The relevant data from Old Hindi-Urdu are not available but using diatopic comparison we can safely reconstruct its pattern of alignment and agreement as being parallel to those seen in (1a), (1b) and (2a).

Other patterns, however, may or may not be reliably reconstructed using diatopic comparison.

References

Harris, Alice. 2008. Reconstruction in Syntax. In G. Ferraresi and M. Goldbach (eds).Principles of Syntactic Reconstruction. Amsterdam: John Benjamins.  Pp. 73-95.  

Hendriksen, Hans. 1986-7. Himachali Studies.[3 vols]. Kobenhavn: Munksgaard.

Liperovsky, V. P. 2007.  Notes on the marking of actants in Braj.  In Masica, Colin P. (ed).Old and new perspectives on South Asian languages: grammar and semantics. Delhi: Motilal Banarsidass. Pp. 144-52.

Master, Alfred. 1964. A grammar of Old Marathi. Oxford: Clarendon Press.

 

Related reading 1. Original Call for Papers from conference where this paper was presented: ICHL-Reconstructing-Syntax-CFP

Related reading 2: Harris, Alice. 2008. Reconstruction in Syntax. In G. Ferraresi and M. Goldbach (eds).Principles of Syntactic Reconstruction. Amsterdam: John Benjamins.  Pp. 73-95.  

 

Friday, November 4, 1-3pm (Brooks Hall 2nd Floor Conference Room)

Linda Lanz, College of William and Mary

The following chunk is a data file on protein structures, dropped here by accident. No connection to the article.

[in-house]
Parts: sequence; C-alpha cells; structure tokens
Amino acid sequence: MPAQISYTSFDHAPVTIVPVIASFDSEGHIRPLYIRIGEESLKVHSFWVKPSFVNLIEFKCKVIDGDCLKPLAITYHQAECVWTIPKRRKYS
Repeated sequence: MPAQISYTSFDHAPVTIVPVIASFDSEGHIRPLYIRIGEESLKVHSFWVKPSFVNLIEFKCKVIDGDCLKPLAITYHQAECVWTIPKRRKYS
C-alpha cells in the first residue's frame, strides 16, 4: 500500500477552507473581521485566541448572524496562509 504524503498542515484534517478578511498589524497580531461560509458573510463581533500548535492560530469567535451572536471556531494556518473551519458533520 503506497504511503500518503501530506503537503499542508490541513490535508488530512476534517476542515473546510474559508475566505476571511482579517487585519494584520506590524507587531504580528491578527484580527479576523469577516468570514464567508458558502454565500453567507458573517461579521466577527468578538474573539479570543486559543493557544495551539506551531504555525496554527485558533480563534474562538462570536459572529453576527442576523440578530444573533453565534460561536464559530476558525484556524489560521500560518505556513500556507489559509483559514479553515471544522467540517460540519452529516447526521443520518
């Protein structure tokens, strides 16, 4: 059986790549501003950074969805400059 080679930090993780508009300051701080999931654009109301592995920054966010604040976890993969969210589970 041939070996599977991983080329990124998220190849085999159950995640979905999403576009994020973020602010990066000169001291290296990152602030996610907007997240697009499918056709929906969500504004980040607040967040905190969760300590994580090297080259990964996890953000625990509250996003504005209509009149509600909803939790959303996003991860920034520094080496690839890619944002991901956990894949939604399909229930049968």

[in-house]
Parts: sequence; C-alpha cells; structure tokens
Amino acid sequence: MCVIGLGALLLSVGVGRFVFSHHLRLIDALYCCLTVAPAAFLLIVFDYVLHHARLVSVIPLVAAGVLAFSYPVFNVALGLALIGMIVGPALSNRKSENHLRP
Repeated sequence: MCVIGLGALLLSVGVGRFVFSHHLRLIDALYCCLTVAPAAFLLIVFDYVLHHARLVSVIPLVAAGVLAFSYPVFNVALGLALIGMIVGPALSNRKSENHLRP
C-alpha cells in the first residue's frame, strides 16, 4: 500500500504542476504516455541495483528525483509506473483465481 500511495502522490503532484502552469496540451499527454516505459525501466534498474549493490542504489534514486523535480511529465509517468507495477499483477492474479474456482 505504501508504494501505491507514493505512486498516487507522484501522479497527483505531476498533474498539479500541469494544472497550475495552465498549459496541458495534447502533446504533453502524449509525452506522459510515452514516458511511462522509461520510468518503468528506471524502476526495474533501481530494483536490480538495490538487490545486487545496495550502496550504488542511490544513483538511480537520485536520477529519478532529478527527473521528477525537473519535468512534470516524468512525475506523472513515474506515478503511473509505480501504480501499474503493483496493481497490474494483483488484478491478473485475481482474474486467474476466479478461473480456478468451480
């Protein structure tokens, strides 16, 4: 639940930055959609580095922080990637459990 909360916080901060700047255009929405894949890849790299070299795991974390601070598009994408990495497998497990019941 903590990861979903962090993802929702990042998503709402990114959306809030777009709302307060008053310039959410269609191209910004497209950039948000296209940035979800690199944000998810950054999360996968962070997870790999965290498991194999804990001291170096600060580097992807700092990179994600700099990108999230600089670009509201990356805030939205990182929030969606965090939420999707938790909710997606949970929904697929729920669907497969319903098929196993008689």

"Language Endangerment and Change in Iñupiaq"

To what extent do recent changes in young speakers' and heritage learners' use of Iñupiaq (Eskimo-Aleut) conform with current expectations of language change in the face of language obscolesence? I suggest that several changes are underway in young speakers' Iñupiaq, including phonological, phonetic, and morphosyntactic. Some are already well established (30 years or more), while others have only recently been described. For example, young speakers' phonological inventories differ from those of older fluent speakers, as does their usage of inflectional morphology. In at least one case, I argue that the trend to teach spoken language simultaneously with literacy skills has led to a phonemic shift. All the changes seen so far are in line with cross-linguistic studies on other endangered languages undergoing change.

Related reading: Palosaari, Naomi & Lyle Campbell. Structural aspects of language endangerment. (Proofs).

 

Friday, November 11, 1-3pm (Brooks Hall 2nd Floor Conference Room)

Eve Danziger, University of Virginia

"Where No Man Has Gone Before: The Science of Fiction and Pragmatics of YouTube"

In recent debate about the evolutionary origins of Art, scientific attention has turned to the problematic existence of literary fiction. What possible selective pressures might favor the giving of respectful attention to narratives that are known to be untrue? Some evolutionary psychologists have proposed that interest in fictional narratives is parasitic upon the survival value of narrative gossip, in which individuals profit from discovering, for their own social group, who is mating with whom, and who is dominating whom. This paper examines the validity of this claim with respect to a popular genre of video narrative that can be found widely on YouTube--the production of pastiche versions of existing short YouTube videos. An alternative proposal about the adaptive value of fiction is proposed.